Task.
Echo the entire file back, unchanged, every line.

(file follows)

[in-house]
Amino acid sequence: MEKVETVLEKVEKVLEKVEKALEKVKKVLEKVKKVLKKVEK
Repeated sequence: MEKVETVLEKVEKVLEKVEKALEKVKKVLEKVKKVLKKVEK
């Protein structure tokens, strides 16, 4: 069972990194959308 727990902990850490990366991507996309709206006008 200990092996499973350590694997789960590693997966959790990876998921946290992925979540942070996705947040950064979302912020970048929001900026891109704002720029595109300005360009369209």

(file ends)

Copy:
[in-house]
Amino acid sequence: MEKVETVLEKVEKVLEKVEKALEKVKKVLEKVKKVLKKVEK
Repeated sequence: MEKVETVLEKVEKVLEKVEKALEKVKKVLEKVKKVLKKVEK
């Protein structure tokens, strides 16, 4: 069972990194959308 727990902990850490990366991507996309709206006008 200990092996499973350590694997789960590693997966959790990876998921946290992925979540942070996705947040950064979302912020970048929001900026891109704002720029595109300005360009369209």